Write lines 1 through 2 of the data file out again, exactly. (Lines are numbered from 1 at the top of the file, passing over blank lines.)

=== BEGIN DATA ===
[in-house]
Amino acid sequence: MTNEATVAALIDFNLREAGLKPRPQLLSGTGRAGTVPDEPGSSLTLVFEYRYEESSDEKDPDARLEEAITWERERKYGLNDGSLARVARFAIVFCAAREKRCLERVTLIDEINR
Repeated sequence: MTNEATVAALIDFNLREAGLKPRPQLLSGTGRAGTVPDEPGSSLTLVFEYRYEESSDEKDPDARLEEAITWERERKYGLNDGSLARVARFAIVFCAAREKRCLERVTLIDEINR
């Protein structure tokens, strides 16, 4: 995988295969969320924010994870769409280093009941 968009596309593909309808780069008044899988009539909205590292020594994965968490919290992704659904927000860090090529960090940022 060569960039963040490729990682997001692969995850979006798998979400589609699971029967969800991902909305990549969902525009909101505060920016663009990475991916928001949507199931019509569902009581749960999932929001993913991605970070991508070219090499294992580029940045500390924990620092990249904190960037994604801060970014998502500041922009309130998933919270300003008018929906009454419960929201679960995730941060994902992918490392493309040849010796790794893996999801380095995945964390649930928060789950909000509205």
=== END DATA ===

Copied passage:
[in-house]
Amino acid sequence: MTNEATVAALIDFNLREAGLKPRPQLLSGTGRAGTVPDEPGSSLTLVFEYRYEESSDEKDPDARLEEAITWERERKYGLNDGSLARVARFAIVFCAAREKRCLERVTLIDEINR